25 February 2015 – Brent crude rose marginally toward $59 a barrel on Wednesday, helped by better than expected Chinese factory activity data, the Federal Reserve’s flexible stance on US interest rates and the eurozone’s approval of reforms proposed by Greece.US crude was weaker, however, after settling lower for the fifth consecutive session on Tuesday on the back of a bigger than expected crude stock build-up.
Brent added 22 cents to $58.88 a barrel in early trade, while US crude futures fell 2 cents to $49.26 a barrel.
China’s factory sector showed marginal expansion, according to the flash HSBC/Markit Purchasing Managers’ Index, which edged up to a four-month high of 50.1 in February, just above the 50 level that separates growth in activity from contraction. A Reuters poll of economists had forecast a reading of 49.5.
“That’s good news (as it means) potential oil demand, but I think the market needs to see more stable and concrete demand from China,” said Yusuke Seta, a commodity sales manager at Newedge Japan.
The same Chinese survey showed new export orders shrank at their fastest rate in 20 months. China is the world’s second-largest oil consumer after the US.
Oil prices also drew support from Federal Reserve Chair Janet Yellen’s suggestion that the US central bank was preparing to consider raising interest rates “on a meeting-by-meeting basis”.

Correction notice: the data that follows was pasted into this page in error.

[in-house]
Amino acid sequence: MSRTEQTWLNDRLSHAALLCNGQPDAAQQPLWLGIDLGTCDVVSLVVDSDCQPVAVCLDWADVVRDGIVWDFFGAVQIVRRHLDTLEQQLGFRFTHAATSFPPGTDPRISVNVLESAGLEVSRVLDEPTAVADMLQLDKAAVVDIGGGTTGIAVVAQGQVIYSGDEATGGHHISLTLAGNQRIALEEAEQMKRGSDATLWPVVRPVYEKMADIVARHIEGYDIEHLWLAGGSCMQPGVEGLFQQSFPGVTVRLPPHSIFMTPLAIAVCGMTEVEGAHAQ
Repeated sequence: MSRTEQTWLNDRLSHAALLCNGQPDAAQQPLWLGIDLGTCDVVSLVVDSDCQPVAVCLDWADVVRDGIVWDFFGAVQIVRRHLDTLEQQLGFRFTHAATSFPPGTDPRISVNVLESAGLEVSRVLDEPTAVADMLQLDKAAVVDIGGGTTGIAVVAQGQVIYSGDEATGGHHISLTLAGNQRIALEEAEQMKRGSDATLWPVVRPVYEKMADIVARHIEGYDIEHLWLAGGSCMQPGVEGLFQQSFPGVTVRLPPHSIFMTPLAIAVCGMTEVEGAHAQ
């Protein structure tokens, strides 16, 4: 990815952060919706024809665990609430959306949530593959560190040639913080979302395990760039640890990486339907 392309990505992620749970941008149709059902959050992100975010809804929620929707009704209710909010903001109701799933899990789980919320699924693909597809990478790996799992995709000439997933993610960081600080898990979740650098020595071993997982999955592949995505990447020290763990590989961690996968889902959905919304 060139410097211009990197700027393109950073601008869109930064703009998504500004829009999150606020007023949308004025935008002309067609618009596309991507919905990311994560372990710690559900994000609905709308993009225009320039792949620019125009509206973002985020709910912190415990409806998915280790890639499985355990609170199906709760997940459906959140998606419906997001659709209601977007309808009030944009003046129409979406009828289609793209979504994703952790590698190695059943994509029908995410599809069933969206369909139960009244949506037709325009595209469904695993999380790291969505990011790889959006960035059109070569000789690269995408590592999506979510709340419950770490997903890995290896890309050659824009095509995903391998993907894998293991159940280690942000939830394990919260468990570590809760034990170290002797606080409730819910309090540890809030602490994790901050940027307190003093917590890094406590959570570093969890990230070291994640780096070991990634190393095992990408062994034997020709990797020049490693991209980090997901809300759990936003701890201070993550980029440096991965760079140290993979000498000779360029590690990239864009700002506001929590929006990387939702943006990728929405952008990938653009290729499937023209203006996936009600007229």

Some investors took that to mean rates may start rising later than June, the month markets had been focusing on.
Greece’s four-month extension of its financial rescue on Tuesday also helped lift prices, as euro zone partners approved its reform plan, easing worries the country might leave the euro zone.
Still, concern about excess oil supplies continued to weigh on the market, limiting the impact of positive macroeconomic news, Seta said.
US crude inventories rose by 8.9 million barrels last week as refineries cut output, versus an expected 4 million barrels, data from industry group the American Petroleum Institute showed on Tuesday.
Elsewhere, Opec has no plans for an emergency meeting before June, its next scheduled gathering, two delegates said on Tuesday, responding to reports that Nigeria’s oil minister, the current president of the cartel, would call for one.
Libya has resumed pumping crude from Sarir and Messla oilfields at the rate of about 40,000 barrels a day to port Hariga after power was restored.